Tag Archives | Low Budget

…It’s TGI Friday: Pixel Force: Left 4 Dead?

Pixel Force: Left 4 Dead

Eric Ruth’s Pixel Force: Left 4 Dead is the game that Valve would have made for the Nintendo Entertainment System if they had been around back in 1986.

The game is identical to Left 4 Dead… if L4D were put through a time machine and returned after having gone through the full 8-bit treatment, including appearance and sound. Just because it looks low budget doesn’t mean that Eric skimped on features though, since you can play either by yourself or with a friend in two-player co-op mode, and all four of the original survivors, two tiers of weapons and four of the original game campaigns are included.

Unfortunately it’s Windows only at the moment, but if you’re looking for something to do over the weekend, then take a trip down memory lane with Pixel Force: Left 4 Dead.

[Pixel Force: Left 4 Dead]

…Kama turned an escalator into animation?

Kama used an escalator, some stickers and a well-timed camera to create a very interesting, low budget animation:

[Via: Wooster Collective]

…Be Kind Rewind is creative?

Be Kind Rewind

How do you advertise for a movie about two video store employees that replace erased tapes with low budget recreations?

Simple: Replace the trailer with a low budget recreation.


Low Budget:


BTW: Be sure to check out the Be Kind website, as it has also been “Sweded”, and is one of the best movie sites I’ve seen in some time.

[Be Kind Rewind]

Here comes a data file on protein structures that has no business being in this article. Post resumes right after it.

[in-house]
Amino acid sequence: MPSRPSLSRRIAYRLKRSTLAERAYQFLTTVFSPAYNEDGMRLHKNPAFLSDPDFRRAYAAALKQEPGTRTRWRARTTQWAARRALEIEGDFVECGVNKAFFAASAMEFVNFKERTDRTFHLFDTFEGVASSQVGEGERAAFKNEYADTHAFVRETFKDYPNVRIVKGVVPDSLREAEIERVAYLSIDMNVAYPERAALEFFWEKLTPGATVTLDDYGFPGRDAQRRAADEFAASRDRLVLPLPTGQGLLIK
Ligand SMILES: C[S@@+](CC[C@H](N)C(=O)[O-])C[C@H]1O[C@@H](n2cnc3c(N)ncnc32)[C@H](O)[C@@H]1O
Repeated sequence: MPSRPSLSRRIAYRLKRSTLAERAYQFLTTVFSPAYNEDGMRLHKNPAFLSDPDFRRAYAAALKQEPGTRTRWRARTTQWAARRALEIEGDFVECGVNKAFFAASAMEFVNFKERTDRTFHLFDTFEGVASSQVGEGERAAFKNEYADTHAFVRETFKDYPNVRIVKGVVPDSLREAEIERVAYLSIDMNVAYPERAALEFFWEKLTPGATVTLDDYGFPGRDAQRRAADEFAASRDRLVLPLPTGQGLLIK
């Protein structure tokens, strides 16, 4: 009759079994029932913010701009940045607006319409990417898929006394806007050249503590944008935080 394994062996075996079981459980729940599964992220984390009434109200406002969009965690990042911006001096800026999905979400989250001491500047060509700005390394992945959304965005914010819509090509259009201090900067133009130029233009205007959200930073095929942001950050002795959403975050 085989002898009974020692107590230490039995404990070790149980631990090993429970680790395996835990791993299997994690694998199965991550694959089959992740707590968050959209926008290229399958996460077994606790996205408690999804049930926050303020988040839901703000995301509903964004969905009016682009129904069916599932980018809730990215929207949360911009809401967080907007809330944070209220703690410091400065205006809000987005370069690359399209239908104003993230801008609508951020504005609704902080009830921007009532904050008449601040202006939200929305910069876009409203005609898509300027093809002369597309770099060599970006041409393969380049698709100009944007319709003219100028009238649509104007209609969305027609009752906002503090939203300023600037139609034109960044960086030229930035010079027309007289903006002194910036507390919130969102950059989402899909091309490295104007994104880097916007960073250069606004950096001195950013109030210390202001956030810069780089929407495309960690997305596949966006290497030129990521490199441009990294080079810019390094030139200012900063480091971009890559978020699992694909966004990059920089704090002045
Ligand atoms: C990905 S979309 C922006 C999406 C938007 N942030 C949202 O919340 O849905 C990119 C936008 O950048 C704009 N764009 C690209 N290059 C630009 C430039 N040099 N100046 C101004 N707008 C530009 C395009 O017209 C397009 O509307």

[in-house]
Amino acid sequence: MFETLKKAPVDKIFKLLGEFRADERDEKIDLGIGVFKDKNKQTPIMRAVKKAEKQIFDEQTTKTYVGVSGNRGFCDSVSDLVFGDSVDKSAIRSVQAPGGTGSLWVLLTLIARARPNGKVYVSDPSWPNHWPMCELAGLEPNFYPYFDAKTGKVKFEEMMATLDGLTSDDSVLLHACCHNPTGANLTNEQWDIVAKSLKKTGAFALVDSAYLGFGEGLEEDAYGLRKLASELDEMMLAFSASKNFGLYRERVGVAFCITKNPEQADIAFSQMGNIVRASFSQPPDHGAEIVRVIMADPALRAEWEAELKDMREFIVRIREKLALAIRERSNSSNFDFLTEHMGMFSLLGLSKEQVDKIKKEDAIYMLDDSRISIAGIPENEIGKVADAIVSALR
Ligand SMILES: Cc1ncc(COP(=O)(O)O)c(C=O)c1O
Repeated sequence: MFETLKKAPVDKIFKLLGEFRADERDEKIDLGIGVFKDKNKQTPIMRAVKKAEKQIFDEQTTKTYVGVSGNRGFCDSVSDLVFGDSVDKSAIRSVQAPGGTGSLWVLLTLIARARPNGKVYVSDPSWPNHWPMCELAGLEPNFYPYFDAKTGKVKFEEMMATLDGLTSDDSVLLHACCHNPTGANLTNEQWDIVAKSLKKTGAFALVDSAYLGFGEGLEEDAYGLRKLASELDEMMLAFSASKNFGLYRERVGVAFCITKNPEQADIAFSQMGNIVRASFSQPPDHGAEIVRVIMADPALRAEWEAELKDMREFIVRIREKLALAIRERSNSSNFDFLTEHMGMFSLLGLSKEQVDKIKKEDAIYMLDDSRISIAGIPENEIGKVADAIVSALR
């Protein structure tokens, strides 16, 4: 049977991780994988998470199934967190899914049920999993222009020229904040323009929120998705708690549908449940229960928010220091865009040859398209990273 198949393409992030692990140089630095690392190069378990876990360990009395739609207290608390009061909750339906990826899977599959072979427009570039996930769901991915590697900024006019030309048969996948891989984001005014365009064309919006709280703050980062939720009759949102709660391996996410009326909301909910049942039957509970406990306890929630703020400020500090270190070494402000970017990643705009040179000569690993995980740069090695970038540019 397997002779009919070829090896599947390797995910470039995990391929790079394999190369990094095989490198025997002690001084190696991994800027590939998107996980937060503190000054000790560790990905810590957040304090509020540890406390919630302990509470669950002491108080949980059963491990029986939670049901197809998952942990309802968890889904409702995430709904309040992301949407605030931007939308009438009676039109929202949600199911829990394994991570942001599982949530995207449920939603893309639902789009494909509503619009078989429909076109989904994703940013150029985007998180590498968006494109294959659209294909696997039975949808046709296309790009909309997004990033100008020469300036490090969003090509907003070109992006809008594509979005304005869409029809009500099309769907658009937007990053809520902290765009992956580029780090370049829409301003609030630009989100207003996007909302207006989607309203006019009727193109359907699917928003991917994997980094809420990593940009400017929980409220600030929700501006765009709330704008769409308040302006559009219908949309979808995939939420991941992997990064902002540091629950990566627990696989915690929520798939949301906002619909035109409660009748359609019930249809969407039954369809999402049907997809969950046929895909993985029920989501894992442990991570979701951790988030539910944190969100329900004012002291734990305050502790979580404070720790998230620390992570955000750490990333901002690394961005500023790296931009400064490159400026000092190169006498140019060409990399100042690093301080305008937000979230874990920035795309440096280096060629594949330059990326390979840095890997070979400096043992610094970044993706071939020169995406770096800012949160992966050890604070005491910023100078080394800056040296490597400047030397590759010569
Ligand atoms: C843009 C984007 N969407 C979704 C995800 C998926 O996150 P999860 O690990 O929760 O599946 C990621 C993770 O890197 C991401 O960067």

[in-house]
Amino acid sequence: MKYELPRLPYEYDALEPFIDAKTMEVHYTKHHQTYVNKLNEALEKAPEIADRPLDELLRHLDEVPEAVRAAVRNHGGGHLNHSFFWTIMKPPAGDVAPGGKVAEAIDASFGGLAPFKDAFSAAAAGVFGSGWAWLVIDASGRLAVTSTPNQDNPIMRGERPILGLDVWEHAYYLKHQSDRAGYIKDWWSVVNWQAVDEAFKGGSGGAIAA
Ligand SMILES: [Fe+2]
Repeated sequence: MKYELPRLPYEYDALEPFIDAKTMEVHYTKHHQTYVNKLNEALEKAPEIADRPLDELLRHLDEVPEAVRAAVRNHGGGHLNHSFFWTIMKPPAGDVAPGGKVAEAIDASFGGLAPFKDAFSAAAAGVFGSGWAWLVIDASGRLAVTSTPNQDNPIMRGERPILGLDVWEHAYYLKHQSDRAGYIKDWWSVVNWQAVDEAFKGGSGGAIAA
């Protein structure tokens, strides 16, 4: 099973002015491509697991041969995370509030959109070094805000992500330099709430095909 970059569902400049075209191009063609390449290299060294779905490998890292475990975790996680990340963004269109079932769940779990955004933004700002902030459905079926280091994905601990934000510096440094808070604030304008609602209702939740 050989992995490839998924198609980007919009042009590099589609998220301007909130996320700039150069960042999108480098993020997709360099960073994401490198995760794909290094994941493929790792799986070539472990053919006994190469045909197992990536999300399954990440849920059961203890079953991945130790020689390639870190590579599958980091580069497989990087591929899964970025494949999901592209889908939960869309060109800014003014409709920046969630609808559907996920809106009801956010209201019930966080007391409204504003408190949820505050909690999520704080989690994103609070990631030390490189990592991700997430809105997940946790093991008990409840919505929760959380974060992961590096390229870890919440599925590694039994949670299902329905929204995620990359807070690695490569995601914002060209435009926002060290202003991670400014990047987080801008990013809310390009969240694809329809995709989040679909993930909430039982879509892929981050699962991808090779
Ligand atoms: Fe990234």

[Via: Cinematical]

…Spiders can be dangerous?

SpiderSpider is a rather clever action-thriller short from Australian director Nash Edgerton that “gives an all-new meaning to old Peugeots, stunning blondes and love-jokes”.

With Nash playing Jack, and Mirrah Foulkes playing Jill, it’s definitely a low budget affair, but the results are still rather entertaining.

Just remember: It’s all fun and games until someone loses an eye.

Caution: This film is probably not for the squeamish.

[Blue-Tongue Films]

…CCTV helps make great films?

CCTV film making is an interesting concept that lends itself well to filming alternative and sometimes illegal activities like free-running.

By “video sniffing” the signal from wireless CCTV networks, filmmakers are able to capture the images from these existing cameras and use them for their own creative vision.

This film, called The Duellists, was shot inside of a shopping center using the central control room’s 160 cameras over the course of three nights:

It’s not exactly the highest of quality, but sometimes, low budget is the way to go.

[Via: We Make Money Not Art]